Published on December 27, 2018 by Joshua R Monroe

David C. Cook, 2011 | 223 pages

A Brief Book Summary from Books At a Glance

By Casey Croy



Saved Without a Doubt addresses professing Christians who doubt their salvation. MacArthur divides this issue into three questions, which make up the three parts of Saved Without a Doubt. In part one, MacArthur addresses doubters who truly believe in the gospel but are concerned that they may lose their salvation due to either repeated sin or major sin. In part two, MacArthur addresses doubters who are unsure whether they are saved. In part three, MacArthur shows how doubters may have assurance of their salvation.


Table of Contents

Part One: Is It a Done Deal?

1   A Collective Work
2   Those Troubling Verses
3   The Ties That Bind
4   The Inevitable Glory

Part Two: Is It Real?

5   Eleven Tests from an Apostolic Expert

Part Three: Is It Something I Can Feel?

6   Dealing with Doubt
7   Adding Virtue upon Virtue
8   Gaining Victory
9   Persevering through It All




Christians need biblical clarity for the assurance of their salvation because assurance is essential for how a Christian will respond to almost every situation in life. Full assurance of salvation is possible, and this assurance is something that God wants his people to have. The Bible provides numerous tests which believers can use to evaluate their lives, to know whether they are truly saved. For those who are truly saved, the Bible can provide the assurance needed to erase all doubt.


Chapter 1: A Collective Work

A believer’s salvation is secured by the Holy Trinity. It is a collective work of the Father, the Son, and the Holy Spirit. Jesus claimed that salvation stems from the Father’s desire and that those who believe will not endure judgement (John 3:16, 18). Everyone who the Father chooses to save will believe (John 6:37, 10:27–29). Their salvation is so assured that the Father swore an oath on his own name so that his people would be encouraged by their future hope (Heb 6:13, 16–18). The Son anchors all those who believe in him to God (Heb 6:19–20). As our great high priest, Jesus has secured our salvation before God and even remained in God’s presence as a testimony to the enduring nature of his work (Heb 1:3). The Holy Spirit acts as a seal for our salvation, guaranteeing God’s promises (Eph 1:13–14). This seal helps believers know the security of their salvation even though they have not received some aspects of it. Without the seal of the Holy Spirit, a person is not a true believer (Rom 8:9; 1 Cor 6:19).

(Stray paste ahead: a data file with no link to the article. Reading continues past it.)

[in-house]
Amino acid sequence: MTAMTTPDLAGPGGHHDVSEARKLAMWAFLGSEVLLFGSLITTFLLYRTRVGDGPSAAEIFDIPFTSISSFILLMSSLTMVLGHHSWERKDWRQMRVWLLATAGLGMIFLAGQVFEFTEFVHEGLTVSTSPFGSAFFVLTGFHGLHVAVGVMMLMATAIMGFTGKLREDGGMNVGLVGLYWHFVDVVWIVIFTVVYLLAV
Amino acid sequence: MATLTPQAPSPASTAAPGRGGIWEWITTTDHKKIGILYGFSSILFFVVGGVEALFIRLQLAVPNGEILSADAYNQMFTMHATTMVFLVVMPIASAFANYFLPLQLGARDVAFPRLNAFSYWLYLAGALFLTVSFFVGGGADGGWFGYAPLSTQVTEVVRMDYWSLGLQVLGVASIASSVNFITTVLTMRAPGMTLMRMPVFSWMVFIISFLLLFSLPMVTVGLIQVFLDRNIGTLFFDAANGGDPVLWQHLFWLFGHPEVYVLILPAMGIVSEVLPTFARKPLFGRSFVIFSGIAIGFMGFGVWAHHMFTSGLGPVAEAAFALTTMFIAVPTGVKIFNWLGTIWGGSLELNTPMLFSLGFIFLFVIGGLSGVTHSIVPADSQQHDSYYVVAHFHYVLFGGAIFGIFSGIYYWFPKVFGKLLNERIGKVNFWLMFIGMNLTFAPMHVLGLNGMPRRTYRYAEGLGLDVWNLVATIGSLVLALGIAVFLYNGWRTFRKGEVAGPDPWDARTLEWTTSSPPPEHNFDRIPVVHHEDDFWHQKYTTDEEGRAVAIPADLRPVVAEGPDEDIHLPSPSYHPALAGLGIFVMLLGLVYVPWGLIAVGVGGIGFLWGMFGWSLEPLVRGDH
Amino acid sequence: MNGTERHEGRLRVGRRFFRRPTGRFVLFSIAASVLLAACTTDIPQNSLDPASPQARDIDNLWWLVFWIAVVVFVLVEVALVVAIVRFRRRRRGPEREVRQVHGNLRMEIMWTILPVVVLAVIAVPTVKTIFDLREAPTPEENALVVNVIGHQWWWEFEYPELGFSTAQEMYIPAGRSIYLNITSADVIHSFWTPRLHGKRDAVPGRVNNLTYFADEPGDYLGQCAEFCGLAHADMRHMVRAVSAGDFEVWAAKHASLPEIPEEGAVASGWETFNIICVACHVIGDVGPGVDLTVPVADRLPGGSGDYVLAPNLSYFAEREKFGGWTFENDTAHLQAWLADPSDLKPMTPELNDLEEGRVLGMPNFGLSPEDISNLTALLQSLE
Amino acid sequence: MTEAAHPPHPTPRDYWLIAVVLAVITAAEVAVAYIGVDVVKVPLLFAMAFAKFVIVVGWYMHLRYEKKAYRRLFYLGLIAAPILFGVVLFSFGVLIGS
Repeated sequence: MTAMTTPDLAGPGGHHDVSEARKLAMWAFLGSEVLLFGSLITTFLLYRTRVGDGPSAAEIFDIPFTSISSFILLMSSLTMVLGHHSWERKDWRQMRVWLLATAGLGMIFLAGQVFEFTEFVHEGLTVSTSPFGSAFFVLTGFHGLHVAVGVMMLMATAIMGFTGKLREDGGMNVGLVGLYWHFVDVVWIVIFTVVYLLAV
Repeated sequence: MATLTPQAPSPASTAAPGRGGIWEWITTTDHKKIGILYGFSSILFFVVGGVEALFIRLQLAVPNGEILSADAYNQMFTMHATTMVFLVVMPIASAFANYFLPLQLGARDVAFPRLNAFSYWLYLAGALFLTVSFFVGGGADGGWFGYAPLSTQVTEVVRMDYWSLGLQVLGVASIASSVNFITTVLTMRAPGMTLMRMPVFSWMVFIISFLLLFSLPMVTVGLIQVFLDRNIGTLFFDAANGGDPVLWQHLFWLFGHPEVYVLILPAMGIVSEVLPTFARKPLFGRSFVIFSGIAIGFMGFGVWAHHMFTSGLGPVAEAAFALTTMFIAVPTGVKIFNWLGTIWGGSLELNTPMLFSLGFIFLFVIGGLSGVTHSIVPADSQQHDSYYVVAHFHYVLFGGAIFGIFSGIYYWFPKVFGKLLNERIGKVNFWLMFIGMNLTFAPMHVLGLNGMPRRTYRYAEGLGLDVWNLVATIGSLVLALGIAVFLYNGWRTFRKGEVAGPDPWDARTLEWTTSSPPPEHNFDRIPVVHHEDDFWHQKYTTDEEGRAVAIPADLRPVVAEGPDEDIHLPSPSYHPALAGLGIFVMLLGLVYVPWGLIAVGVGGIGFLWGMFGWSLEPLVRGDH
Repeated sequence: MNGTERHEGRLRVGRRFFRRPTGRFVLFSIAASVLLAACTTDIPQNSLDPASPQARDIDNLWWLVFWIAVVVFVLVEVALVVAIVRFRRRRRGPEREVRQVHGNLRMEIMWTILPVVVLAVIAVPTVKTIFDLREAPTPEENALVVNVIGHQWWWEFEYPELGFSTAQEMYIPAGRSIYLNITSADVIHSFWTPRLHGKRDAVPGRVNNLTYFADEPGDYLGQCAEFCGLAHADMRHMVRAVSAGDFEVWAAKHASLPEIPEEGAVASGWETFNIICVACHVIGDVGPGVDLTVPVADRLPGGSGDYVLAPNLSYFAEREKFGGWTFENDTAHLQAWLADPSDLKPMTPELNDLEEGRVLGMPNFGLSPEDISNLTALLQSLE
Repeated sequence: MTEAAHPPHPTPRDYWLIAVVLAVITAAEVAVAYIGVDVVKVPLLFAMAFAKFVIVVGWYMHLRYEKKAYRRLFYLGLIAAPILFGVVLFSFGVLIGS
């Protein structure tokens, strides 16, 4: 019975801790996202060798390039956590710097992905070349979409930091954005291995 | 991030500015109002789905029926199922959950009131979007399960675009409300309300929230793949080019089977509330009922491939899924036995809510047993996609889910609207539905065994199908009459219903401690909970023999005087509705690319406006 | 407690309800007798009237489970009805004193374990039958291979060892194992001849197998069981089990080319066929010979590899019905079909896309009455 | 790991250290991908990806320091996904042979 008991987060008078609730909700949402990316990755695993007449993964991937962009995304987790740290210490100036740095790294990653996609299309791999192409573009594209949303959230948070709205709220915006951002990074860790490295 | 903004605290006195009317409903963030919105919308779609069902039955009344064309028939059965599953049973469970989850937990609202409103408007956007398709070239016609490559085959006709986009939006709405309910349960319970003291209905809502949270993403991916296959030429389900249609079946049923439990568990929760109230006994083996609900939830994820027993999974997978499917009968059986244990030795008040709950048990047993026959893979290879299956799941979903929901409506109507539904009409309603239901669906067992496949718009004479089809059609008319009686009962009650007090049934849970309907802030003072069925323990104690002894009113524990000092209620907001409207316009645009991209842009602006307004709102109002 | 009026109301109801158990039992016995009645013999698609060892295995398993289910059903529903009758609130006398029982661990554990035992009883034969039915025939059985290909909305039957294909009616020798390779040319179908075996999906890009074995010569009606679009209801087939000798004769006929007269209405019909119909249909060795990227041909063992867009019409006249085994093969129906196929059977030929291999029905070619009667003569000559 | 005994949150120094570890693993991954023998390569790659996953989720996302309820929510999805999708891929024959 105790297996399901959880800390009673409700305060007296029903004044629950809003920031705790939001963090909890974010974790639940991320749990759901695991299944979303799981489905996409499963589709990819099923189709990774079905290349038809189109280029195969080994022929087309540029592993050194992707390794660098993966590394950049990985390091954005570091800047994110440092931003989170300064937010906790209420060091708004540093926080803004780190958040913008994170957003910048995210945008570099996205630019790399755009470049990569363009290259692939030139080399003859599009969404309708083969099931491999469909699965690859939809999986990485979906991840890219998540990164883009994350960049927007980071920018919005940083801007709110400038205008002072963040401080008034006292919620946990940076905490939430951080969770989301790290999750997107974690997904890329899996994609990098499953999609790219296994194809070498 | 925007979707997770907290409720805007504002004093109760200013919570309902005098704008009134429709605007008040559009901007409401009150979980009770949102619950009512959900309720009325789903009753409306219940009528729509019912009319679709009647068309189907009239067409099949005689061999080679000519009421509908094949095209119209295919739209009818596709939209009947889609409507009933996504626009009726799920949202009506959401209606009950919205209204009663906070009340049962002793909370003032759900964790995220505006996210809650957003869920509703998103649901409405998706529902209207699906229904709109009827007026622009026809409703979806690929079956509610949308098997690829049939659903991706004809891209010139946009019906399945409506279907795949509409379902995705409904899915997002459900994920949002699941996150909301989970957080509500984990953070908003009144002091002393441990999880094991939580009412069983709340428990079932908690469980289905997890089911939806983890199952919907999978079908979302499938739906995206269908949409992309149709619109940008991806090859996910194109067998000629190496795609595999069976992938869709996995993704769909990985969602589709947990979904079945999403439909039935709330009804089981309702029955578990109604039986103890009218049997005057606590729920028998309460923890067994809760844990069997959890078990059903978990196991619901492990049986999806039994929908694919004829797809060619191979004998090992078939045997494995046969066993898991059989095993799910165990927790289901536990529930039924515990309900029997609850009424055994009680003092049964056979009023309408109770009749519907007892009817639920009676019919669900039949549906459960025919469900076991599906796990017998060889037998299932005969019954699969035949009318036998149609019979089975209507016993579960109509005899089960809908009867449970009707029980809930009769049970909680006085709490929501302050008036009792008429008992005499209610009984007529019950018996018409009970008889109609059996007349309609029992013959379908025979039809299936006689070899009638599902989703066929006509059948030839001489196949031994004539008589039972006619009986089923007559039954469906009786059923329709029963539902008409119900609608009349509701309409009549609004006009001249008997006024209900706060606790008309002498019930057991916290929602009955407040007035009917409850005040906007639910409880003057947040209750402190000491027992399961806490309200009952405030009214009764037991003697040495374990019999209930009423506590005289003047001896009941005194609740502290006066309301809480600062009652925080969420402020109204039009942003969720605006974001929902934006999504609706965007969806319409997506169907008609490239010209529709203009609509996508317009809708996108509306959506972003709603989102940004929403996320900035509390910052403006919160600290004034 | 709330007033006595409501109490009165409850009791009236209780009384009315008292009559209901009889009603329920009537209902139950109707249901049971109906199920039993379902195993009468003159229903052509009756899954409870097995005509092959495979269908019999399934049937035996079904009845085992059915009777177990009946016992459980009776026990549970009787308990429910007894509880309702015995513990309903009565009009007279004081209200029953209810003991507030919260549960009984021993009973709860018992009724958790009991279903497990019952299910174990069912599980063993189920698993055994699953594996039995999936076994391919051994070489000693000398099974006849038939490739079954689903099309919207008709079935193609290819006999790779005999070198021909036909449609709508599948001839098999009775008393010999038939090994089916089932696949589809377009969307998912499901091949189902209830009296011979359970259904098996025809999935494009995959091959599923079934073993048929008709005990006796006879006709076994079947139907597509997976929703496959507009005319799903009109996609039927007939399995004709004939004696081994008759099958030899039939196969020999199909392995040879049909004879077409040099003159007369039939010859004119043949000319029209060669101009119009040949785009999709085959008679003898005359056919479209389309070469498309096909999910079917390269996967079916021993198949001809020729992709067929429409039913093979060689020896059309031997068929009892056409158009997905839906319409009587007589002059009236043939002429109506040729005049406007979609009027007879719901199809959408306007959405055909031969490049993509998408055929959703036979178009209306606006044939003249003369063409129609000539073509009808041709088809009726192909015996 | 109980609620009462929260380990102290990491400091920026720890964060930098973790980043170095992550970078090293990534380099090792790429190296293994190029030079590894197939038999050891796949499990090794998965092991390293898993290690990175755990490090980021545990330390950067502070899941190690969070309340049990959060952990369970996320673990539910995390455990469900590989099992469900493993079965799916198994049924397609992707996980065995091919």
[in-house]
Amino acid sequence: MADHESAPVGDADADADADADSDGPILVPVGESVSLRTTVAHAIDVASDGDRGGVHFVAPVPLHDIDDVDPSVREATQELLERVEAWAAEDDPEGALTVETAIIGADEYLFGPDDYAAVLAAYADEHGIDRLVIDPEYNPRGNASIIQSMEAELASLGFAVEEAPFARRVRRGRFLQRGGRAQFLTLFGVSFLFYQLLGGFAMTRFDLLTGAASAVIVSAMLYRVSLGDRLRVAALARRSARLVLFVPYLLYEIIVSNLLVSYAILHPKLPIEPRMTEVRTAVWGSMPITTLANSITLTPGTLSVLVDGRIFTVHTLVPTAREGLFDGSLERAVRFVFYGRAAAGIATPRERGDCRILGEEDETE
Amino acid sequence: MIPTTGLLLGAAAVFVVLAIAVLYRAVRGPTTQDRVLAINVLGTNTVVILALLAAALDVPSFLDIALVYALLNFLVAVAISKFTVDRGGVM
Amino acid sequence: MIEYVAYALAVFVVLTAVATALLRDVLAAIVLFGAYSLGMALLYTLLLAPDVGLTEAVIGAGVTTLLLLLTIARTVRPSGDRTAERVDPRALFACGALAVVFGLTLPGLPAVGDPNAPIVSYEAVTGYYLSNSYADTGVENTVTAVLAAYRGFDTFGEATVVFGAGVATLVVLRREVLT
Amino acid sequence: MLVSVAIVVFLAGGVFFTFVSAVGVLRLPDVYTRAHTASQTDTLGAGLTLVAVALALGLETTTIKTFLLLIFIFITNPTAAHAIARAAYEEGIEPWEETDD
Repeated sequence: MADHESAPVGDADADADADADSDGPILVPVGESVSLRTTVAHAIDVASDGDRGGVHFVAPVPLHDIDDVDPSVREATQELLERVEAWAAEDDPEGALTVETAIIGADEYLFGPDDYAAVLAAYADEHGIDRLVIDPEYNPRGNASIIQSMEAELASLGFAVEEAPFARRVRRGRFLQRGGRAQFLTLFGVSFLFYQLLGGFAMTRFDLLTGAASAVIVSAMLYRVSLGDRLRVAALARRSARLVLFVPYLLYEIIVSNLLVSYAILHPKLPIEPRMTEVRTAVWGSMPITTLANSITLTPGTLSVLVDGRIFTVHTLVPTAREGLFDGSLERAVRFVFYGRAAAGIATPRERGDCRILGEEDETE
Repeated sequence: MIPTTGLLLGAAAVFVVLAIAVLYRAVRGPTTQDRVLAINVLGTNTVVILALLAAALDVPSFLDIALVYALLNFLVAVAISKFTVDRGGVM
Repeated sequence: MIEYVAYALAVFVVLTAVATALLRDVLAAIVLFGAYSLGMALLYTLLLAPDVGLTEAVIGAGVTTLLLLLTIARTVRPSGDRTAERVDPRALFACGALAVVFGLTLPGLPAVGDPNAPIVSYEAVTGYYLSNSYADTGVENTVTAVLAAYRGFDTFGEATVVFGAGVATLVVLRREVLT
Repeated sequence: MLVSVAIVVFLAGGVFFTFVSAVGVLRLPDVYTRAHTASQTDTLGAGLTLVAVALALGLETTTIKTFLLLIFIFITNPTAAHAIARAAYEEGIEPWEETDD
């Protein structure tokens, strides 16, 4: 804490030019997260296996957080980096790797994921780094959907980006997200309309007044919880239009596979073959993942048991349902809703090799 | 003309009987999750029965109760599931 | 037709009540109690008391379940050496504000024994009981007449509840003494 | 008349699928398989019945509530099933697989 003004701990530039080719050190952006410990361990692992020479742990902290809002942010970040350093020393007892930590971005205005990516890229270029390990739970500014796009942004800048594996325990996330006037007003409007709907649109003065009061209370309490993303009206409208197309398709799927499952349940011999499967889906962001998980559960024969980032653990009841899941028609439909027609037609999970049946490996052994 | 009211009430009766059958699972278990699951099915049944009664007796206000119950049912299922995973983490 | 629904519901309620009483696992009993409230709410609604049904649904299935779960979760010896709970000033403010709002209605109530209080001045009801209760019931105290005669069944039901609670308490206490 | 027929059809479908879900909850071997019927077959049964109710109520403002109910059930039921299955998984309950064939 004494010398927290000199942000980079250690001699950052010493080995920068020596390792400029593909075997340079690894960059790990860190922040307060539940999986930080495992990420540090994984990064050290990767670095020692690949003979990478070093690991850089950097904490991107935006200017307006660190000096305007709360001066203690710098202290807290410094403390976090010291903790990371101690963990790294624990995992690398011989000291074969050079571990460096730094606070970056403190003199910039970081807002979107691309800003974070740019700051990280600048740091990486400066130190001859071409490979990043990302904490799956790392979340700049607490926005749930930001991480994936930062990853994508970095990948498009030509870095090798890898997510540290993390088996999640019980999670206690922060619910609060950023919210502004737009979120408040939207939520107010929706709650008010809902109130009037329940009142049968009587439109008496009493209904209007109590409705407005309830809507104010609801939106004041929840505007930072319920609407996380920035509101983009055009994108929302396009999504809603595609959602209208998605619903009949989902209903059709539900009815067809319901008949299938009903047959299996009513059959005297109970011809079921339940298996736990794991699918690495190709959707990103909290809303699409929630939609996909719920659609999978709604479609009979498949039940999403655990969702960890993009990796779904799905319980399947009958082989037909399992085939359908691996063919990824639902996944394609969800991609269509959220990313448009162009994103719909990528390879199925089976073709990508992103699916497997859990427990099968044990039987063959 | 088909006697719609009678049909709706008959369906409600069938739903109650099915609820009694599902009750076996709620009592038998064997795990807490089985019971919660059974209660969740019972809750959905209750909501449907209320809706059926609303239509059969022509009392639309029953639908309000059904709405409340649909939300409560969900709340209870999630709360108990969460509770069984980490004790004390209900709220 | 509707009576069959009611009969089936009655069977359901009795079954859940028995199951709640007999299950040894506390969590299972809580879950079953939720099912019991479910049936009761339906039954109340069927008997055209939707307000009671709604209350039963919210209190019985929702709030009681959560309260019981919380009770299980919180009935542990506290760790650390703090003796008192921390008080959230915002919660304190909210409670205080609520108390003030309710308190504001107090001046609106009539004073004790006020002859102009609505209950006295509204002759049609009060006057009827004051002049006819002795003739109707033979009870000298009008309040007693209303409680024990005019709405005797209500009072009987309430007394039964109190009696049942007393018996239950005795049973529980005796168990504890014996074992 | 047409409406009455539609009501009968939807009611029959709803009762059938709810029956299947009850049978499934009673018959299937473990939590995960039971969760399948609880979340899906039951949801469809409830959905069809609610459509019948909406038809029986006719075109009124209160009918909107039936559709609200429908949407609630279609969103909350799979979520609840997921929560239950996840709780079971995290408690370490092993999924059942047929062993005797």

Chapter 2: Those Troubling Verses

Although the previous chapter has demonstrated that a believer’s salvation is secured by the triune God, the Bible does, nevertheless, contain some verses that may seem to undermine these promises: Galatians 5:4, Hebrews 6:4–5, John 15:6, and Matthew 12:31–32. This chapter will examine each of these verses to determine what is actually being said and how what is said relates to salvation.


Galatians 5 and Falling from Grace

Paul is addressing a situation in which individuals known as Judaizers were claiming that faith in Christ was insufficient for salvation and that believers needed to add the old covenant rite of circumcision. Paul combats this idea by saying that anyone who accepted circumcision would be fallen from grace. Paul, however, does not mean that a person will lose their salvation but is instead contrasting the ways of grace and law, faith and works, as a means for salvation. To attempt to be justified by keeping circumcision is to reject God’s grace offered by faith alone. Such a person is fallen from grace in that they were exposed to the gracious teachings of salvation through Christ but reject them.


Hebrews 6 and Those Once Enlightened

Hebrews 6:4–5 addresses people who had frequently heard the gospel, appear to have accepted it, and live as members of the body of Christ. Hebrews was written to such a group who were now experiencing pressure and persecution to return to Judaism. Under these circumstances, some people associated. . .

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Saved Without a Doubt: Being Sure of Your Salvation

David C. Cook, 2011 | 223 pages

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